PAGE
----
Since the inception and implementation of the Affordable Care Act (ACA), there has been much said about the ACA as it relates to cultural exchange participants in the USA. Our article that we wrote back in 2013 still holds firm, and cultural exchange participants are in nearly all circumstances exempt from the ACA and its requirements. With that said, in recent months there has been a renewed interest in the ACA as it relates to J1 cultural exchange participants and whether or not cultural exchange participants should be purchasing or are even eligible to purchase ACA coverage.
The ACA was designed with US Citizens/Residents in mind, providing affordable and comprehensive cradle to grave (or retirement) type health insurance for Americans. It prohibits pre-existing condition exclusions, caps on coverage, prevents cost-sharing on wellness benefits, requires full maternity coverage and other provisions making sure comprehensive coverage is available to all americans. The cost of such comprehensive coverage is quite high, but contained somewhat by much larger out of pocket costs than you find in plans built specifically for cultural exchange participants. So the trade-off is comprehensive coverage for everything, with the participant paying more of the cost of medical care along with higher premiums.
For a cultural exchange participant inside the USA, there are few ways in which they can obtain access to an ACA plan:
Sponsors could opt to provide all their participants with an ACA group plan. This would greatly increase the cost of the program, as an average ACA group plan will run at $250+ per month, per participant and could involve large out of pocket expenses to keep those premiums as low as possible. There is also a large question mark over this approach as an ACA plan is not really appropriate for short term cultural exchange participants within the USA.
For some visa categories, this would not even be an option (such as high school and work & travel), however if they are an intern and trainee or teacher, they could have the option to join their employer's ACA group plan. Again, the cost of this will be very high and there are often waiting periods when joining an ACA group plan, so they would need to purchase supplemental insurance during their waiting period. Most ACA plans are also not J1 compliant, so they would also need to purchase a supplemental plan to make sure they are meeting the J1 minimum insurance requirements.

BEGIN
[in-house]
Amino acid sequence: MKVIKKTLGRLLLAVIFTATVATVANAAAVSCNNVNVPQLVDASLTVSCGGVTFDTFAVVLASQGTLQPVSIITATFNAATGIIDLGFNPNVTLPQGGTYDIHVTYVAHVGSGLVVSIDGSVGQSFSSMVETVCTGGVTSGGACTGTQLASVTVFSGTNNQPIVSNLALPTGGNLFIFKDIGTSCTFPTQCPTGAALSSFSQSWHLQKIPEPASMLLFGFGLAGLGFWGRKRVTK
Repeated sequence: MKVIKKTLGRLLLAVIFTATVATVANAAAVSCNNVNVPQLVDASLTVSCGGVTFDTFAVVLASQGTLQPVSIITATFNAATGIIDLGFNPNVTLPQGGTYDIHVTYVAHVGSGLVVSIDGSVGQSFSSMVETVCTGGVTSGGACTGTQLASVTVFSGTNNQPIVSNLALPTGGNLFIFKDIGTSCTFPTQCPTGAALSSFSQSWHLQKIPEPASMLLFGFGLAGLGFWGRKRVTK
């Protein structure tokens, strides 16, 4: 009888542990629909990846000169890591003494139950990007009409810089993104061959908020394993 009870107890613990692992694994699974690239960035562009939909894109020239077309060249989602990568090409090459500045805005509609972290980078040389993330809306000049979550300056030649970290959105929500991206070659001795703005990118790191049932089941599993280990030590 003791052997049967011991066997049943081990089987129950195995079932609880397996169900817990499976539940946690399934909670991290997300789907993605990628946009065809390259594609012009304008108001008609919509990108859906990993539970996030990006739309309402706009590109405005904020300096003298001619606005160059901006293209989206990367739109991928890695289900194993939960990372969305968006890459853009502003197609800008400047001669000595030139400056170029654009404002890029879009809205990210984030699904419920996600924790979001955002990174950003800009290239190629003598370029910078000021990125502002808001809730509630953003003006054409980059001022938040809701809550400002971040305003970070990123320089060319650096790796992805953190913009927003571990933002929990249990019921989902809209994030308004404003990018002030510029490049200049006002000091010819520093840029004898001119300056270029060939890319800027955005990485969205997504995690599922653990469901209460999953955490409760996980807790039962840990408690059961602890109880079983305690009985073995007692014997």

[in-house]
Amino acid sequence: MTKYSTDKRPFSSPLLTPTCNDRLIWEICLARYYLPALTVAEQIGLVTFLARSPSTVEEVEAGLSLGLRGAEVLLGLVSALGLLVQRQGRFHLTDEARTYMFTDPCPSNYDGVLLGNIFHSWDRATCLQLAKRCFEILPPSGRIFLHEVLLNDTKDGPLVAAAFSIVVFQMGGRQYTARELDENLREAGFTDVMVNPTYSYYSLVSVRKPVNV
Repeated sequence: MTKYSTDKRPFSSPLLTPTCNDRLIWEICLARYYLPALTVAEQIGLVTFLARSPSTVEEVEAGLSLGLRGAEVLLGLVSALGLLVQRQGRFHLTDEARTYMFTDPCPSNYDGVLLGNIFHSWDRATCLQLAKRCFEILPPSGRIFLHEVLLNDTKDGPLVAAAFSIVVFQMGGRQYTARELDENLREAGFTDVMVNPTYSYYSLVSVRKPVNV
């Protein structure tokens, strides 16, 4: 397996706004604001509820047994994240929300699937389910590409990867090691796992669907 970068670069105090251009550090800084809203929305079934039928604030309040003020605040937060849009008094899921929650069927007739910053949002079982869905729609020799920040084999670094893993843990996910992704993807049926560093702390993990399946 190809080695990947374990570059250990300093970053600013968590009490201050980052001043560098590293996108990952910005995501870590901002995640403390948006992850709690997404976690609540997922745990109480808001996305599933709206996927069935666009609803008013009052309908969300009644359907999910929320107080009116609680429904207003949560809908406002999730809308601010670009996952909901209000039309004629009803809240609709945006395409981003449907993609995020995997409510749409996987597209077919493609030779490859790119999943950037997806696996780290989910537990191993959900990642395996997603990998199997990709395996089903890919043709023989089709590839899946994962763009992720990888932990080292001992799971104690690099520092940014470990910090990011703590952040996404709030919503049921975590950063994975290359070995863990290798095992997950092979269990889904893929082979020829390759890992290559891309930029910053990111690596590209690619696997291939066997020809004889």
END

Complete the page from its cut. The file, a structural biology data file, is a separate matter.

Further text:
One of the key features of the ACA are the insurance exchanges, whereby people can purchase comprehensive coverage during the open enrollment period. Typically the open enrollment period runs from November 1st through to January 15th and you need to sign up for your insurance plan during this window. There are exceptions to this rule, and these exceptions vary by state, so you would need to look at your individual state guidelines.
In order for a cultural exchange participant to purchase coverage through the exchanges, they would need to apply under the “Special Enrollment Period” and it is still not clear if they would qualify for this as they are temporarily located in the USA and they have not established residency for tax purposes.
There is no doubt that ACA plans do offer some excellent coverage options and benefits, however there are a few key reasons why they might not be best for everyone:
According to a recent eHealthInsurance survey, the average cost for an ACA plan on the exchanges in the USA is $456/month. While there could potentially be other subsidies and credits that may be available, the cost of these style of plans are often prohibitive for cultural exchange participants, as they simply do not have the funds to cover these high monthly fees — in addition to the higher out-of-pockets expenses that come with an ACA style plan.